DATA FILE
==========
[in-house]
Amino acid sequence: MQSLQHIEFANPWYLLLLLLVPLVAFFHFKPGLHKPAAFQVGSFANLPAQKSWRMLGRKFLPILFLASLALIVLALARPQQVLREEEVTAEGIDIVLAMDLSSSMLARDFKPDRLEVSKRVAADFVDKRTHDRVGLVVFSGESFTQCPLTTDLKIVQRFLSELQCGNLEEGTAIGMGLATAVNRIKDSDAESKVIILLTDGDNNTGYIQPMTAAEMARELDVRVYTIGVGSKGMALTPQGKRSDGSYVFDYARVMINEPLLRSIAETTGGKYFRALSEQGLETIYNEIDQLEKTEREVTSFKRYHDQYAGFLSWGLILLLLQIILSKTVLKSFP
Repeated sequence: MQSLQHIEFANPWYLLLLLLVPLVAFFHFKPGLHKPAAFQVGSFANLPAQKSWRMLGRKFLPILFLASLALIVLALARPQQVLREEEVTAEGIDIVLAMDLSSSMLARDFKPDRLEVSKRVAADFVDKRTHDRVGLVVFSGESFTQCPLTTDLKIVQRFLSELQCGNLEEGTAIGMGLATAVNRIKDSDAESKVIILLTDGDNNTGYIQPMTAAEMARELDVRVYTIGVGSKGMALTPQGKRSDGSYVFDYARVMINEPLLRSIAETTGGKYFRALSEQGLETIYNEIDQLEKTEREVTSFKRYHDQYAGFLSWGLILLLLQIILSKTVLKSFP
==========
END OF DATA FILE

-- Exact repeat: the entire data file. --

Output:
[in-house]
Amino acid sequence: MQSLQHIEFANPWYLLLLLLVPLVAFFHFKPGLHKPAAFQVGSFANLPAQKSWRMLGRKFLPILFLASLALIVLALARPQQVLREEEVTAEGIDIVLAMDLSSSMLARDFKPDRLEVSKRVAADFVDKRTHDRVGLVVFSGESFTQCPLTTDLKIVQRFLSELQCGNLEEGTAIGMGLATAVNRIKDSDAESKVIILLTDGDNNTGYIQPMTAAEMARELDVRVYTIGVGSKGMALTPQGKRSDGSYVFDYARVMINEPLLRSIAETTGGKYFRALSEQGLETIYNEIDQLEKTEREVTSFKRYHDQYAGFLSWGLILLLLQIILSKTVLKSFP
Repeated sequence: MQSLQHIEFANPWYLLLLLLVPLVAFFHFKPGLHKPAAFQVGSFANLPAQKSWRMLGRKFLPILFLASLALIVLALARPQQVLREEEVTAEGIDIVLAMDLSSSMLARDFKPDRLEVSKRVAADFVDKRTHDRVGLVVFSGESFTQCPLTTDLKIVQRFLSELQCGNLEEGTAIGMGLATAVNRIKDSDAESKVIILLTDGDNNTGYIQPMTAAEMARELDVRVYTIGVGSKGMALTPQGKRSDGSYVFDYARVMINEPLLRSIAETTGGKYFRALSEQGLETIYNEIDQLEKTEREVTSFKRYHDQYAGFLSWGLILLLLQIILSKTVLKSFP